Uncle Paul next took up the subject of hemp, relating the history of its cultivation in Europe from early times and describing its appearance, with its small green flowers and its slender stalk about two meters in height. He explained that, like flax, it is [33] grown both for its fibrous stem and for its seed, known as hempseed, which is used as a favorite food for certain singing-birds. From the seed are obtained hempseed oil and hempseed cake, the latter being sometimes fed to cattle.



"And what is flaxseed good for?" asked Emile.

"From the seeds of flax," answered his uncle, "is obtained by pressure an oil called linseed oil, which can be used for lighting, but is chiefly employed in painting. For culinary purposes it is almost worthless, being of no use at all unless very fresh, and even then of but moderate value. Its principal use, as I said, is in painting, because of its quality of slowly drying and thus forming a sort of varnish which holds fast the pigment with which it is mixed. The coat of paint that overlies, for example, the woodwork of doors and windows is made of linseed oil in which has been stirred a mineral powder, white, green, or any other color chosen by the painter. When flaxseed is ground it yields a powder much used for poultices, being of an unctuous nature soothing to pains.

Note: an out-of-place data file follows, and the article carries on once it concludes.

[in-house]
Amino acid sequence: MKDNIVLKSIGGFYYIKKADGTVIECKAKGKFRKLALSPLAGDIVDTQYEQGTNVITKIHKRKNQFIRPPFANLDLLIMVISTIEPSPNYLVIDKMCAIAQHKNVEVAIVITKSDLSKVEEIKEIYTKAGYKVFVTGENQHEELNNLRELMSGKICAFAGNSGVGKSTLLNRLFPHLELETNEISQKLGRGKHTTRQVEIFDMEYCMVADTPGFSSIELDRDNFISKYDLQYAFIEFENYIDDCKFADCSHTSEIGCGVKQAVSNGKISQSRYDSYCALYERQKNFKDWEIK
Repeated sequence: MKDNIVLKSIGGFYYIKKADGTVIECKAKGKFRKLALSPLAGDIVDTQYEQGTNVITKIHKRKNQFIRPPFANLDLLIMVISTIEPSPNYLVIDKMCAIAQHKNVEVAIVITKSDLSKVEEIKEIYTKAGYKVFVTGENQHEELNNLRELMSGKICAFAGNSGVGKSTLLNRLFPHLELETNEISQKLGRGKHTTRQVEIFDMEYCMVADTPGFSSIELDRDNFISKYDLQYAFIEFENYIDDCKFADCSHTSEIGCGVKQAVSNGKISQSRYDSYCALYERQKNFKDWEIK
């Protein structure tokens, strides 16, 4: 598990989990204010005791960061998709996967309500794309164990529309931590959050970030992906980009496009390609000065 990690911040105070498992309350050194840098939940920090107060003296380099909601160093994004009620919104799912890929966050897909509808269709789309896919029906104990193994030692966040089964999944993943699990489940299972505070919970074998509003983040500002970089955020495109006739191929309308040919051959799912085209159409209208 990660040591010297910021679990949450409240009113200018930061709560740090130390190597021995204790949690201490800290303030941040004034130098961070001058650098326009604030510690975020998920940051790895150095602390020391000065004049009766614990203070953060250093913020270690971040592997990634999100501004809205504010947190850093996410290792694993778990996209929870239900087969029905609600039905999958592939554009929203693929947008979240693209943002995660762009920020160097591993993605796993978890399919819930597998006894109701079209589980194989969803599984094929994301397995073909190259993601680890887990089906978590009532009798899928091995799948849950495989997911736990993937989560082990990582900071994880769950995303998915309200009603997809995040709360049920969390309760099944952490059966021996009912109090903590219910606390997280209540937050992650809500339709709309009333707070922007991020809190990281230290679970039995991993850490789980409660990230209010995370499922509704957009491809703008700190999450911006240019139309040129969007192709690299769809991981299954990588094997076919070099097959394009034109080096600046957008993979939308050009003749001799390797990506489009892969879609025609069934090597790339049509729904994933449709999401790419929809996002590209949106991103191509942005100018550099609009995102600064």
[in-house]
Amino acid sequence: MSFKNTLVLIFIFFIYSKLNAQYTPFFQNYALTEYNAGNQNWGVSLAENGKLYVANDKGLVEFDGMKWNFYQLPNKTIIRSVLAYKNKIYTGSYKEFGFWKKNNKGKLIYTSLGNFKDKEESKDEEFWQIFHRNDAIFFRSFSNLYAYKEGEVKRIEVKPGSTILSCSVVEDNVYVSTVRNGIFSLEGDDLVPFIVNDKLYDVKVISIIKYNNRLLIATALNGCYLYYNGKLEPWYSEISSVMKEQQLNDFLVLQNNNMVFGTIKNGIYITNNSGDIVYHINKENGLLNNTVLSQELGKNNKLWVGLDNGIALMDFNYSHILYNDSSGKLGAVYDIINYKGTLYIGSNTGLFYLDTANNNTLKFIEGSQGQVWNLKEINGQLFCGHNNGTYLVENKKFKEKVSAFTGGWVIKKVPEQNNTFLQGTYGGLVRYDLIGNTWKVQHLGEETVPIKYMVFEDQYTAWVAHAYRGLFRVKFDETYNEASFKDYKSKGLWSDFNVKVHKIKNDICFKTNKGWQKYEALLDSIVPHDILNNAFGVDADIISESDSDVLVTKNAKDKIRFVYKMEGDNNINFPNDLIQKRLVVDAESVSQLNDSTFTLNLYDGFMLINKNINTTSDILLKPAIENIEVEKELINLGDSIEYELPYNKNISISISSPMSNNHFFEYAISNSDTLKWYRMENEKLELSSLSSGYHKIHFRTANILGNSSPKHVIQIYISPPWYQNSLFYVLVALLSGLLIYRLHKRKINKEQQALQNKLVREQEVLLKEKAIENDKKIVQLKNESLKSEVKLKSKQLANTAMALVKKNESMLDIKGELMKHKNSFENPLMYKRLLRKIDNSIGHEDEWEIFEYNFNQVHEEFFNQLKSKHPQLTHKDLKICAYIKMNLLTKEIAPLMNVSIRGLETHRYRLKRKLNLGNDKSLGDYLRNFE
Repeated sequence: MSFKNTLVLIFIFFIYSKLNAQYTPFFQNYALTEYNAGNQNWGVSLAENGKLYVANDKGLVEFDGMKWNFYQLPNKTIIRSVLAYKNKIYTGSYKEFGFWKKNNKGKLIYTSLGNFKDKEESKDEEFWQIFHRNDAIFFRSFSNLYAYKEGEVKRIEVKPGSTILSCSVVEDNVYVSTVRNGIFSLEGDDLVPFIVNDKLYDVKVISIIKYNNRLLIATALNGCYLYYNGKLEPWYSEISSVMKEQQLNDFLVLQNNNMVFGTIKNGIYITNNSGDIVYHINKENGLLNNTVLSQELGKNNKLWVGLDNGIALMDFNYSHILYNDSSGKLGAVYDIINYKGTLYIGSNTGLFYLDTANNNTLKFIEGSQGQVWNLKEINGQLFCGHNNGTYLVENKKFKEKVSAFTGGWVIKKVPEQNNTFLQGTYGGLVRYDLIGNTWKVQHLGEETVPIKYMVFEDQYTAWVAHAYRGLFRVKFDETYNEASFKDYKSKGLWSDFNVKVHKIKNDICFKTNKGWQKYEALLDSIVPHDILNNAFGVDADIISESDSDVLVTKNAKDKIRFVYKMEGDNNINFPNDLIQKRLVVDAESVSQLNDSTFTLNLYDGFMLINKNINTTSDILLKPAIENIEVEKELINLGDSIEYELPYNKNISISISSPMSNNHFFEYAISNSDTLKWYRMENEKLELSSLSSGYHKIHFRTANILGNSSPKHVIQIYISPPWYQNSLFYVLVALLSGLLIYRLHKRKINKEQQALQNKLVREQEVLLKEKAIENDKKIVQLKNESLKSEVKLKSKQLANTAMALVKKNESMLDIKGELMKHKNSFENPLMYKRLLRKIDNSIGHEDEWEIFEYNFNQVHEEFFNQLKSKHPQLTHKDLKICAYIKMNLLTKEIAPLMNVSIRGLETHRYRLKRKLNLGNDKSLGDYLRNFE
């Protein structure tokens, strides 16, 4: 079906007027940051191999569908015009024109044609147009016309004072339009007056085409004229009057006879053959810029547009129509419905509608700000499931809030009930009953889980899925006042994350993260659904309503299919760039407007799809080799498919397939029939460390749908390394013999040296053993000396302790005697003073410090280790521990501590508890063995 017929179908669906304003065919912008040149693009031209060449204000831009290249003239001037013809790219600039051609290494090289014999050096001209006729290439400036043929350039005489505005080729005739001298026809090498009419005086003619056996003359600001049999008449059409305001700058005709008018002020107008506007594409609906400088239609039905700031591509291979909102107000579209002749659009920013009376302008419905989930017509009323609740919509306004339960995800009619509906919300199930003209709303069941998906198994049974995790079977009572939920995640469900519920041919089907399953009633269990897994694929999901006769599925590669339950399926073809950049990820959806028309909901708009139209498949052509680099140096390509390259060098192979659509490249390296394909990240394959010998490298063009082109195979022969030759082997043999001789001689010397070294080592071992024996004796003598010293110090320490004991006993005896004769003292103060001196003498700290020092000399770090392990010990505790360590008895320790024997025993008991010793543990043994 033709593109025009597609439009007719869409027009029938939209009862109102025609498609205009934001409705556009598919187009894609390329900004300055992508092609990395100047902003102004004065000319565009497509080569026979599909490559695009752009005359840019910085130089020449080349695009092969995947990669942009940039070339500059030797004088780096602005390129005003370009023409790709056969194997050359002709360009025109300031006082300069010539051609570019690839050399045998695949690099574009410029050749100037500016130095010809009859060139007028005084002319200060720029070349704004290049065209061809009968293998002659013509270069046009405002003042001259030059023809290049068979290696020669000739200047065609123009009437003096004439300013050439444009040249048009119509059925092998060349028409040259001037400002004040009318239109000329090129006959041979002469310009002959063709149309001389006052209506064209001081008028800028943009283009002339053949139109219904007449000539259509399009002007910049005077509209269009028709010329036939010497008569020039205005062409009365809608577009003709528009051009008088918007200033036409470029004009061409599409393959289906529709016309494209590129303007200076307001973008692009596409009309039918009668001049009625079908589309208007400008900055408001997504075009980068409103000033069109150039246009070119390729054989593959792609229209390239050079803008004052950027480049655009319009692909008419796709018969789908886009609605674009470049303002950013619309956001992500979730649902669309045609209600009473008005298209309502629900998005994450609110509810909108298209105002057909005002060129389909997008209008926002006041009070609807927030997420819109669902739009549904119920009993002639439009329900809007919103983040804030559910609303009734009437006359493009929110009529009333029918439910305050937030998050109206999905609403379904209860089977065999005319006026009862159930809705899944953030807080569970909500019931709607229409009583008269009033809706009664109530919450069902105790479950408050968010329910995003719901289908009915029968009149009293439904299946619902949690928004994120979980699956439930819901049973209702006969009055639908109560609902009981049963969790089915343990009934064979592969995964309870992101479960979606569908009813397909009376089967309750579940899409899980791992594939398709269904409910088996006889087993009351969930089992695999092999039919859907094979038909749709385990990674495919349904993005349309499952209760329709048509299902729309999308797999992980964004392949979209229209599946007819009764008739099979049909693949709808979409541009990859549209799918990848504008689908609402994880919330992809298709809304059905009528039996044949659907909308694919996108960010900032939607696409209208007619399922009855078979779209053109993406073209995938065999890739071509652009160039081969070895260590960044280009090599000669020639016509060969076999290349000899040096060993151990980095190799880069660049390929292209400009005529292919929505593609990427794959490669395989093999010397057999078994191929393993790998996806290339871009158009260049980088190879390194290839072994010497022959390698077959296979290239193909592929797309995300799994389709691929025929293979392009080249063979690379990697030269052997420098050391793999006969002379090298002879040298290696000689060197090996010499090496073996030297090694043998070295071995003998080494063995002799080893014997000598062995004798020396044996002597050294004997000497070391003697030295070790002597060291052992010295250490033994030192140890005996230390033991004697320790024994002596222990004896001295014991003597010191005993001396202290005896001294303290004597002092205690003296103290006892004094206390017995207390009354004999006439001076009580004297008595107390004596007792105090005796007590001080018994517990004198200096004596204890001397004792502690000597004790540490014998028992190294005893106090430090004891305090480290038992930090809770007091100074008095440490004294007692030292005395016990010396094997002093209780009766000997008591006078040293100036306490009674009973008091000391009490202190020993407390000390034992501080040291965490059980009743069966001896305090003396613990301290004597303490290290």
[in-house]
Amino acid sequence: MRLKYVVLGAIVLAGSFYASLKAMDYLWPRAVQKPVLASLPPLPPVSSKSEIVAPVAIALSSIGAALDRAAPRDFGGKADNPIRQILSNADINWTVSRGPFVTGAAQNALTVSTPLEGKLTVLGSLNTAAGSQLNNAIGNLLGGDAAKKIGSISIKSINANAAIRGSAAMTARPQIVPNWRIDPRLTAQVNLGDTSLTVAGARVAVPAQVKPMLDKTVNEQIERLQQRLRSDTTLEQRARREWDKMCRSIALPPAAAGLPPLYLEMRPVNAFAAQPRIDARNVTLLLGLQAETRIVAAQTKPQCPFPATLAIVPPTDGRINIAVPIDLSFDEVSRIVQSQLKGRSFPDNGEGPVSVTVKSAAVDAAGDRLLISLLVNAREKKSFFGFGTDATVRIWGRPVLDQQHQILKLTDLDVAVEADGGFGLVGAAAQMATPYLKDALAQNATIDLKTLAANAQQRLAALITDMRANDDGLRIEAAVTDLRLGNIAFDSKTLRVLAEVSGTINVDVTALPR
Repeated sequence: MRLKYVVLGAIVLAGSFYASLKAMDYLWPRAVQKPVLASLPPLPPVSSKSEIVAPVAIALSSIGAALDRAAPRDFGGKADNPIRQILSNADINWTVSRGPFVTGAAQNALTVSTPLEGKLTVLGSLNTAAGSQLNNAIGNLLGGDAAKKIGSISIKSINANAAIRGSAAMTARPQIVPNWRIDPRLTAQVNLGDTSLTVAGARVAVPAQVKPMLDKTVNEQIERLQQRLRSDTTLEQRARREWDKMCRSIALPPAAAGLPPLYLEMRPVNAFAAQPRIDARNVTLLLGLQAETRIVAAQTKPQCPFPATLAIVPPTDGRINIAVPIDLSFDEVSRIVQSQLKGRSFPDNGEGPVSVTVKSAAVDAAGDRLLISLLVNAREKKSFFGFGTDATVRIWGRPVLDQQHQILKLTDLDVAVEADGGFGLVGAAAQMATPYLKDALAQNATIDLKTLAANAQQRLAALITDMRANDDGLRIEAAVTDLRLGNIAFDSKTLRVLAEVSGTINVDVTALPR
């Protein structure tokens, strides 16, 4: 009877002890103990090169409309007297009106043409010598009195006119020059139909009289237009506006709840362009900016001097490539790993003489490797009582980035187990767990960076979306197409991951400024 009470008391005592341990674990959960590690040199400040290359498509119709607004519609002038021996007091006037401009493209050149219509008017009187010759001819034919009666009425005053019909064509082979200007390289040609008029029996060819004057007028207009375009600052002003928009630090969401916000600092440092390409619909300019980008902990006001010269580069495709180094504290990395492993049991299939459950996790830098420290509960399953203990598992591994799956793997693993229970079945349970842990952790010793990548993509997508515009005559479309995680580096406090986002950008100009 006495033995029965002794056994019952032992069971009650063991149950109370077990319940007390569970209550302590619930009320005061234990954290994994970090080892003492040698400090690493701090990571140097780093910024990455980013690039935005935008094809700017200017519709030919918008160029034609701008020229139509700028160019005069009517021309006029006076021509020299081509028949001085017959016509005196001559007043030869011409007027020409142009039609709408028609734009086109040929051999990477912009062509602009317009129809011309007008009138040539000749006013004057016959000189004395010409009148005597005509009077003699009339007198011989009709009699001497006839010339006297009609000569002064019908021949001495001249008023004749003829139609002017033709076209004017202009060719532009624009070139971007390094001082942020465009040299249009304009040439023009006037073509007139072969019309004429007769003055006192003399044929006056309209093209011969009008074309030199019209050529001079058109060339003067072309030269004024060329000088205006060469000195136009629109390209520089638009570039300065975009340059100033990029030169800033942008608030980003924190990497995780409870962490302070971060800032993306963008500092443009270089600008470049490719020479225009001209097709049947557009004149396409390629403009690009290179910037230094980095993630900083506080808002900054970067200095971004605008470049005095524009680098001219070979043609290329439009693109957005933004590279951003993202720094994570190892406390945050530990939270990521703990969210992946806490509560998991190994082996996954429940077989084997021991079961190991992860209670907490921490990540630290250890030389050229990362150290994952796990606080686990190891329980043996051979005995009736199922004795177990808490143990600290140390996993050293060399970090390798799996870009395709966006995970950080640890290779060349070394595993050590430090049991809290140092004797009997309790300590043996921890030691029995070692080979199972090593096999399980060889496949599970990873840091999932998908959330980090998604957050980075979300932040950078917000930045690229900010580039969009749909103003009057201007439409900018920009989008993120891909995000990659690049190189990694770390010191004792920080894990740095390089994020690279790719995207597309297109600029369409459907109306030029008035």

"When hemp and flax are ripe they are harvested and the seeds are detached either by threshing or by passing the seed-bearing ends of the stalks through a strong iron-toothed comb. The comb is set up across the middle of a bench on which the two workmen seat themselves astride, one at each end, facing the comb. Then, by turns, they draw each his handful [34] of flax or hemp through the comb, thus separating the seeds from the stalks.

"Next comes the operation known as retting, whereby the fibers of the bark are rendered separable from the rest of the stem and from one another. The gummy substance holding them together has to be disintegrated either by prolonged exposure in the field, where the flax or hemp is turned over from time to time, or, more expeditiously, by soaking the stalks in water, after first tying them into bundles. The resulting putrefaction liberates the fibers. Drying, breaking, and hackling them complete the separation of the fibers from the useless substance of the stem and their reduction to a condition in which they are ready for use.